The lights are on
The subtitle for Lego Indiana Jones 2, “The Adventure Continues,” is a slight misnomer. Perhaps a more appropriate title would have been “Relive the Adventure.” Half of Lego Indy 2’s content is actually taken up by an overhaul of the original trilogy of Lucas/Spielberg flicks, all three of which were already Lego-fied in last year’s Lego Indiana Jones: The Original Adventures.
Nearly everyone loves revisiting classics like Raiders of the Lost Ark, but do we need a second simplification of the same set of films only a little over a year after it last released? LucasArts believes so, and now that we’ve had a chance to get some hands-on time with Lego Indiana Jones 2, we’re a bit less skeptical ourselves.
To get the most important question out of the way immediately: No, Lego Indy 2 is not a complete retread of the first game. The game follows the same stories and includes some of the same scenes, but it does not borrow levels from the Original Adventures. Instead, new levels have been built to take advantage of the new structure in Lego Indy 2.
Gone are the days of multiple collectibles to track in each lengthy level. Likewise, you can say goodbye to the single hub world where you bring those collectibles together and choose which mission to tackle next. In Lego Indiana Jones 2, each movie gets its own hub – save for the previously un-Lego-fied Kingdom of the Crystal Skull, which has the largest number of levels and three separate hubs. All of the game’s hubs are much bigger than in previous Lego games with a lot more to explore and unlock. What collectible trinkets are left in the game are now mostly hidden in the hub areas rather than the levels.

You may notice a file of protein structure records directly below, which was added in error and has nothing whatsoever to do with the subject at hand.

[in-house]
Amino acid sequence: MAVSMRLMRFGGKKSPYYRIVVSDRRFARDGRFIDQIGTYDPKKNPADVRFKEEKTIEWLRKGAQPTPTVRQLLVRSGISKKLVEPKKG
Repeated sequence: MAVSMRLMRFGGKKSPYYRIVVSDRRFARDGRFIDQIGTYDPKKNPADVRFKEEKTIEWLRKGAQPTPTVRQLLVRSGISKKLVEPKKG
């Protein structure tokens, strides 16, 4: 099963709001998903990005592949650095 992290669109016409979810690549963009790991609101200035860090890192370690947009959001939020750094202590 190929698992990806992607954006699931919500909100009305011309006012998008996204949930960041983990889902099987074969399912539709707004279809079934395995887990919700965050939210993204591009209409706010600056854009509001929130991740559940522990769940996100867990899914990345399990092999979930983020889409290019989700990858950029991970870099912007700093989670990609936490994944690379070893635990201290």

These central areas also lead to new levels much more organically. Rather than approaching a map and choosing an area of the world to dart off to, you either enter a new building in the hub or find a vehicle that will take you to your next destination. If Indy needs to go to Mexico, you’ll have to unlock a passage to the train in the hub world. If he needs to fly to Egypt, you’ll have to fix the broken down airplane you keep running past. It’s a minor change, but having a bigger hub that connects to the levels in meaningful ways really does help Indy’s adventures feel more cohesive.
As for the levels themselves, developer Traveller’s Tales seems to have adopted an entirely new design philosophy. Instead of a handful of massive levels full of doo-dads and unlockables, each chapter in Lego Indiana Jones 2 has 10 levels that are much shorter and 5 bonus stages. Levels vary between combat-light puzzle and exploration stages, full-out brawling zones, and the dreaded vehicle levels.
The shorter levels lend the game a much brisker pace this time around; however, if there’s one concern we have about the new setup, it’s those troublesome vehicle segments. Even the biggest Lego game fans have acknowledged that controlling cars, planes and spaceships in the Lego-verse leaves a bit to be desired.